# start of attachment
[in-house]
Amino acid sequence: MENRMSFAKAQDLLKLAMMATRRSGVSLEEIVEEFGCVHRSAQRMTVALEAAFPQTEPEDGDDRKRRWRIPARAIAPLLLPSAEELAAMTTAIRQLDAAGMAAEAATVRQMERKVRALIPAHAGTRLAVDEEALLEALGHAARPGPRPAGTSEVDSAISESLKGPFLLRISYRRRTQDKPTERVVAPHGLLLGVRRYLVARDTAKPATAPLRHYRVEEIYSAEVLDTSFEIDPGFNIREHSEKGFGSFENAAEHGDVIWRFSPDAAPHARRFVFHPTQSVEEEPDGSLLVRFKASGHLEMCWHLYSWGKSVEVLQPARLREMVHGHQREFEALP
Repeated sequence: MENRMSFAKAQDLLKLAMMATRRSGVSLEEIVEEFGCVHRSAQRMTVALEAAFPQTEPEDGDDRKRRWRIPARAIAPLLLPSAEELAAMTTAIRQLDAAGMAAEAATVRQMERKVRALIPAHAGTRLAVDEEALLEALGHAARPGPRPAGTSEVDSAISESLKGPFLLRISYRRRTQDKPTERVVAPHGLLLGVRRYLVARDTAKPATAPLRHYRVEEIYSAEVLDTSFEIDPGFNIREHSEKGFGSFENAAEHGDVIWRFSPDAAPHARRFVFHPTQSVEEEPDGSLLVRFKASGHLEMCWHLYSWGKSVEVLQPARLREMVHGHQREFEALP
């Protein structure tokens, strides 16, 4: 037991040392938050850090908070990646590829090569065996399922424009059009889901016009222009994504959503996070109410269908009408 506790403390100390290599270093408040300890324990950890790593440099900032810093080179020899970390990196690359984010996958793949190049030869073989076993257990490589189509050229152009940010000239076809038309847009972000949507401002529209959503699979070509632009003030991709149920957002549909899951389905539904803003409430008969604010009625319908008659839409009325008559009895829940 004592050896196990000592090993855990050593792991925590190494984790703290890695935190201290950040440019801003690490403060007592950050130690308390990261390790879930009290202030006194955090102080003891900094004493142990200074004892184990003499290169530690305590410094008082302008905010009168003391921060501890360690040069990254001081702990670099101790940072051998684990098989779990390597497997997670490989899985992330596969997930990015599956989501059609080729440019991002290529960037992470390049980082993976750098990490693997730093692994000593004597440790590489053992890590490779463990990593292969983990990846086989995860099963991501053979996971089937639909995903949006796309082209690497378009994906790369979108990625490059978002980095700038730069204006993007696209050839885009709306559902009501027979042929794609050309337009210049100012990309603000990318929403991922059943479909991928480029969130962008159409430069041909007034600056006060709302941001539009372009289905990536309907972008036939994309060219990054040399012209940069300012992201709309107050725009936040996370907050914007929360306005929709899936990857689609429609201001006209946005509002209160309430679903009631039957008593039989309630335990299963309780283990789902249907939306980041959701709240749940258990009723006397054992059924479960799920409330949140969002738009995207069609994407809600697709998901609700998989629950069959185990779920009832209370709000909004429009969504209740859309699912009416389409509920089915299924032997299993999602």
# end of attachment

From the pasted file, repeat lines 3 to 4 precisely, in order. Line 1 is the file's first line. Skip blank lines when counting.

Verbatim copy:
Repeated sequence: MENRMSFAKAQDLLKLAMMATRRSGVSLEEIVEEFGCVHRSAQRMTVALEAAFPQTEPEDGDDRKRRWRIPARAIAPLLLPSAEELAAMTTAIRQLDAAGMAAEAATVRQMERKVRALIPAHAGTRLAVDEEALLEALGHAARPGPRPAGTSEVDSAISESLKGPFLLRISYRRRTQDKPTERVVAPHGLLLGVRRYLVARDTAKPATAPLRHYRVEEIYSAEVLDTSFEIDPGFNIREHSEKGFGSFENAAEHGDVIWRFSPDAAPHARRFVFHPTQSVEEEPDGSLLVRFKASGHLEMCWHLYSWGKSVEVLQPARLREMVHGHQREFEALP
């Protein structure tokens, strides 16, 4: 037991040392938050850090908070990646590829090569065996399922424009059009889901016009222009994504959503996070109410269908009408 506790403390100390290599270093408040300890324990950890790593440099900032810093080179020899970390990196690359984010996958793949190049030869073989076993257990490589189509050229152009940010000239076809038309847009972000949507401002529209959503699979070509632009003030991709149920957002549909899951389905539904803003409430008969604010009625319908008659839409009325008559009895829940 004592050896196990000592090993855990050593792991925590190494984790703290890695935190201290950040440019801003690490403060007592950050130690308390990261390790879930009290202030006194955090102080003891900094004493142990200074004892184990003499290169530690305590410094008082302008905010009168003391921060501890360690040069990254001081702990670099101790940072051998684990098989779990390597497997997670490989899985992330596969997930990015599956989501059609080729440019991002290529960037992470390049980082993976750098990490693997730093692994000593004597440790590489053992890590490779463990990593292969983990990846086989995860099963991501053979996971089937639909995903949006796309082209690497378009994906790369979108990625490059978002980095700038730069204006993007696209050839885009709306559902009501027979042929794609050309337009210049100012990309603000990318929403991922059943479909991928480029969130962008159409430069041909007034600056006060709302941001539009372009289905990536309907972008036939994309060219990054040399012209940069300012992201709309107050725009936040996370907050914007929360306005929709899936990857689609429609201001006209946005509002209160309430679903009631039957008593039989309630335990299963309780283990789902249907939306980041959701709240749940258990009723006397054992059924479960799920409330949140969002738009995207069609994407809600697709998901609700998989629950069959185990779920009832209370709000909004429009969504209740859309699912009416389409509920089915299924032997299993999602």